Powering tomorrow’s leadership

Saira Samo July 08, 2024
The writer is an educationist based in Larkana. She can be reached at sairasamo88@gmail.com


What if we entrust power to youngsters? To lead, hold responsibility, run the state, and manage affairs at both national and international levels. These young individuals would play all the roles beneficial to the public at the state level. We would empower them to take on leading political roles, such as prime minister and president, with all other ministerial positions filled by university graduates with high qualifications and credentials.

The reason for entrusting power to youngsters lies in their energy and propensity to work diligently for the good of the people. Young individuals are more adept at adapting to working conditions and staying updated with day-to-day changes. They are people of the modern age, understanding the needs of the populace and working accordingly.

The world is shifting towards modern technology tools, and young people are more active and knowledgeable in technological matters. They are better equipped to face challenges and find quick solutions. They understand the digital world and its intricacies.

In politics, young leaders have the advantage of understanding the needs of the people and the problems of society because they live in it. They stay in touch with the issues and work to resolve them. In contrast, old leaders, despite being time-tested, have repeatedly failed to bring the desired results for the betterment of the people and the country, even though they have remained in power multiple times.

Seventy-six years after gaining independence, Pakistan has not yet achieved excellence at the international level. It faces economic struggles, political destabilisation, and moral corruption, largely due to the poor performance of its leaders. Entrusting power to young leaders could offer a route to address these pressing issues.

We have examples of young leaders currently serving at the national level. Jacinda Ardern became Prime Minister of New Zealand at 37, Gabriel Boric achieved the distinction of becoming Chile’s youngest-ever president at 35, and Emmanuel Macron assumed office as France’s youngest president at 39. These leaders are energetic and smart workers who stand firm in addressing the issues facing the general public. Highly educated and well aware of the people’s needs, they introduce innovative work modules that improve working conditions, reflecting their sharpness and proactive approach in their respective fields.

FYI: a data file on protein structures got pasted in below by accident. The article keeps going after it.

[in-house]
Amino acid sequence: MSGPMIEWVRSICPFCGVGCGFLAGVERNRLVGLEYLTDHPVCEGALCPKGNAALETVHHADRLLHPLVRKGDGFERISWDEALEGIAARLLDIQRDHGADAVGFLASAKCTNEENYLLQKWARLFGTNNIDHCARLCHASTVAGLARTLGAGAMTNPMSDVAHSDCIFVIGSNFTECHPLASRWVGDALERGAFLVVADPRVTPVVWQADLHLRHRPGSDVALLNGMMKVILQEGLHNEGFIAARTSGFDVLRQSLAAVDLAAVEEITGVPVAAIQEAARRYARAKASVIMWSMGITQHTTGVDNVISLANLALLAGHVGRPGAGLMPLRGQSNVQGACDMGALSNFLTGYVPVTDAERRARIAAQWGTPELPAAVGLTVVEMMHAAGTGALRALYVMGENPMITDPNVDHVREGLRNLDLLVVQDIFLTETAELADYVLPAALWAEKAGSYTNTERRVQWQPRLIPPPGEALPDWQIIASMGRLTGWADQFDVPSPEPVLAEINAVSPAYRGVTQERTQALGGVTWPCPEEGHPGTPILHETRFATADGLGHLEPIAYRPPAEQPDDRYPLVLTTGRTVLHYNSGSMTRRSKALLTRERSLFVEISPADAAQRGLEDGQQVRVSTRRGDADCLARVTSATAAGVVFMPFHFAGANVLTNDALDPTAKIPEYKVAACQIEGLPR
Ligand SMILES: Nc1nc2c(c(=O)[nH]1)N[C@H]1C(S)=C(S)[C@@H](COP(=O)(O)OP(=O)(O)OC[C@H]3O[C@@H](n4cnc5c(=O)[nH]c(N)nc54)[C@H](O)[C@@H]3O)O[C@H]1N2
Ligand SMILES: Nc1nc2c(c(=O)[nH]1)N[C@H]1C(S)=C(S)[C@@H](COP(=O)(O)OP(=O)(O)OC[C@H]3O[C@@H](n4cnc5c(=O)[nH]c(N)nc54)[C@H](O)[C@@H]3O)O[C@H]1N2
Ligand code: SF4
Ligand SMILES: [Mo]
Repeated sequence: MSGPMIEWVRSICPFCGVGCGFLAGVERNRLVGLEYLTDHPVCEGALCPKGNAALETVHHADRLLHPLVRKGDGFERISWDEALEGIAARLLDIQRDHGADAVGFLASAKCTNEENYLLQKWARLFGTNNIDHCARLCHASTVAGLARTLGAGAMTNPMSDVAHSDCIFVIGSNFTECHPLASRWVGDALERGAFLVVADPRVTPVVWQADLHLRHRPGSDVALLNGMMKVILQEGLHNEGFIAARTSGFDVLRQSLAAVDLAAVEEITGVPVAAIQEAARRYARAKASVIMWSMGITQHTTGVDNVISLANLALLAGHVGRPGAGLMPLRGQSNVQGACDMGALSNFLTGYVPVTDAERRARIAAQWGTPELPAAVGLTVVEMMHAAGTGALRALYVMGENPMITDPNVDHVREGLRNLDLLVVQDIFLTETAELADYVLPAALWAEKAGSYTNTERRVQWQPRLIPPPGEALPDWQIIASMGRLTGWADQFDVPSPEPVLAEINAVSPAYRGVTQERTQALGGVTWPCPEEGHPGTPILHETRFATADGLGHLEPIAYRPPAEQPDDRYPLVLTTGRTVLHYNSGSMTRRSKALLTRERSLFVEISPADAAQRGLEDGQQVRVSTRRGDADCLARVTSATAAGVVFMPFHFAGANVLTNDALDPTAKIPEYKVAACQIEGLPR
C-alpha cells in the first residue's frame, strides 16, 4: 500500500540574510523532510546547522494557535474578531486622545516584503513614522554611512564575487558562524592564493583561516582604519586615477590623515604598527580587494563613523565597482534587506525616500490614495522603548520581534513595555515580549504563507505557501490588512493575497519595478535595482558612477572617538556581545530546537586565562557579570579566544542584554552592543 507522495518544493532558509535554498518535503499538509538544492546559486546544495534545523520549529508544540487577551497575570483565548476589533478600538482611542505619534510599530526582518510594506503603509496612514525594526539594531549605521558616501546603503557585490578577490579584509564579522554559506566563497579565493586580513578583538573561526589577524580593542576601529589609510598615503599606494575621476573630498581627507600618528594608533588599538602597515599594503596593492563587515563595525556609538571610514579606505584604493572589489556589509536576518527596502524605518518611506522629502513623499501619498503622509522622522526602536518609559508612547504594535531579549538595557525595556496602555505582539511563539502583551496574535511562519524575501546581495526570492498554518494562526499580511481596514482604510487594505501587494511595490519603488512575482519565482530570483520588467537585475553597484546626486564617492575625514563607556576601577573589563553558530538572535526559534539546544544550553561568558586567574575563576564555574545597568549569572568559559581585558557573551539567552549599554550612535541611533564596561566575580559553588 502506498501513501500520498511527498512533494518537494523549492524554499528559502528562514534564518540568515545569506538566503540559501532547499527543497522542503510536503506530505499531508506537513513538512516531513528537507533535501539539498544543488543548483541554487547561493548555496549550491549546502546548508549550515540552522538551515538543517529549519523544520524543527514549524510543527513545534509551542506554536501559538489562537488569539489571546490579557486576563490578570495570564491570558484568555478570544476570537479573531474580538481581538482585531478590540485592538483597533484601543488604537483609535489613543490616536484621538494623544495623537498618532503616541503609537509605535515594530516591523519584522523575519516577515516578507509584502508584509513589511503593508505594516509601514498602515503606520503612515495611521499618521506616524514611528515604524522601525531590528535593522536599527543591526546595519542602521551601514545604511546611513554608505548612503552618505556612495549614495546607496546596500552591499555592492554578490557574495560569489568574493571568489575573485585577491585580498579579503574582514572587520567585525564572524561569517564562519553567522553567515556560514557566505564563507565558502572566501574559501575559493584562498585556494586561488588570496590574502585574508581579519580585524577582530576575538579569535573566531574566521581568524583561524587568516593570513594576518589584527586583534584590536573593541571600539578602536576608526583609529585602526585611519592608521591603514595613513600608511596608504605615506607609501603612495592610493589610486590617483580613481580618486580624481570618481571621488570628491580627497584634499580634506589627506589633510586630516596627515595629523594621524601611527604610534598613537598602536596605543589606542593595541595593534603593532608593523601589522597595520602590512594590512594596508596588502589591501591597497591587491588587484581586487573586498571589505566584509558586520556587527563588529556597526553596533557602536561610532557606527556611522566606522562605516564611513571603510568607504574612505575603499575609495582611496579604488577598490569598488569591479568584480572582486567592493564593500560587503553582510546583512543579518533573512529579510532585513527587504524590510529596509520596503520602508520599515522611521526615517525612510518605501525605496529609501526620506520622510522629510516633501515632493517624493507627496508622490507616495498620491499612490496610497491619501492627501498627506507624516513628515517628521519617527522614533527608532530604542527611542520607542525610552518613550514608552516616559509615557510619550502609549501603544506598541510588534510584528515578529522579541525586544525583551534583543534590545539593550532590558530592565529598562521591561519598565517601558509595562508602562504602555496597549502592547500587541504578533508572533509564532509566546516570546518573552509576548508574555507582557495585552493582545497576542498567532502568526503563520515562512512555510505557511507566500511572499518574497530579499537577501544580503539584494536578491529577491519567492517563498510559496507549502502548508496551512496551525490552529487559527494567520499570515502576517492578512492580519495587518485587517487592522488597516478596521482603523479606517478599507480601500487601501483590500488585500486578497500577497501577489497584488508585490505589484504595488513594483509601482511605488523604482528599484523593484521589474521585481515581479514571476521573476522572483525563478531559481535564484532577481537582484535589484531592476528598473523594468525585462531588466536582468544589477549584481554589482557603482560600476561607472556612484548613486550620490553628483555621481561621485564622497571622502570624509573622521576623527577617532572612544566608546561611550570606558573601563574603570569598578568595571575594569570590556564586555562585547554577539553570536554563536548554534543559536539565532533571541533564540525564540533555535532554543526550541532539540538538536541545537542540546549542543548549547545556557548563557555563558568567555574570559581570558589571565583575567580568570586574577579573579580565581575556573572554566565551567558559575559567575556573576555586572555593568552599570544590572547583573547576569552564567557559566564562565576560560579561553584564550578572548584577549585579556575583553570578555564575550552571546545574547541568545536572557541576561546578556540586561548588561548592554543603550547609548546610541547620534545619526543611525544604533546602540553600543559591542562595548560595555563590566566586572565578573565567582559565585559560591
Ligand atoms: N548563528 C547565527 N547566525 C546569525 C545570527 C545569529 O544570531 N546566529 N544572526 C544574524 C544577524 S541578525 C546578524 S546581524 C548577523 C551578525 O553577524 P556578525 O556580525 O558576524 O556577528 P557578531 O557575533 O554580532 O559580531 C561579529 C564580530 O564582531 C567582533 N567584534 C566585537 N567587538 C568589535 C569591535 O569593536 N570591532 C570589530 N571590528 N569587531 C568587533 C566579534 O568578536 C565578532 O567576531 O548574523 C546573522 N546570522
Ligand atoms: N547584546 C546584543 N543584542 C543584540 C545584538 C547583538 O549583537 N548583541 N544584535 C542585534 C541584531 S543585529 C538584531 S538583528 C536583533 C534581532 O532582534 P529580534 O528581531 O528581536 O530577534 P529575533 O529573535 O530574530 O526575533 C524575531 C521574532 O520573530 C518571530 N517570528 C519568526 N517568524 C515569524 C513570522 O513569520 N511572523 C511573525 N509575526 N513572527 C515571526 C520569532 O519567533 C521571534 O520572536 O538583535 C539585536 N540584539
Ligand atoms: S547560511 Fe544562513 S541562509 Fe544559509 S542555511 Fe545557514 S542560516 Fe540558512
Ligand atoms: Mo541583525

In business, young workers often bring fresh perspectives and different ways of thinking. Most young workers are eager to learn, build their experience, and apply their skills in the workforce. They are accustomed to learning and are more readily able to absorb training. When unexpected circumstances arise, younger people are better equipped to respond. Having grown up with technology, they have a natural affinity for tech and the ability to quickly apply and understand different technologies.

In the public service and social sector, the participation of young people is crucial. They often bring about positive changes by introducing new methods of work and undertaking creative initiatives. They actively engage in teaching others about new working opportunities and play a key role in cleaning up the cities from the scourge of corruption, thereby ensuring transparency. Their working conditions are aimed at improving the lives of the people they serve.

To sum up, young minds are more industrious than their older counterparts. They have the potential to bring about positive changes if given a platform at the national level. Such changes are unfolding in Pakistani politics with the involvement of Aseefa Bhutto, aged 31, and her brother Bilawal Bhutto, aged 35, who served as foreign minister during the PDM coalition government of Shehbaz Sharif, marking a positive shift. Another young leader, Nawabzada Jamal Khan Raisani from Quetta, began his career as the country’s youngest-ever directly elected parliamentarian at the age of 25.

These young leaders offer hope for positive changes at the national level and effective representation of our country internationally. Their leadership can greatly enhance the well-being of our people and drive sustainable socio-economic and political improvements for the betterment of our nation.


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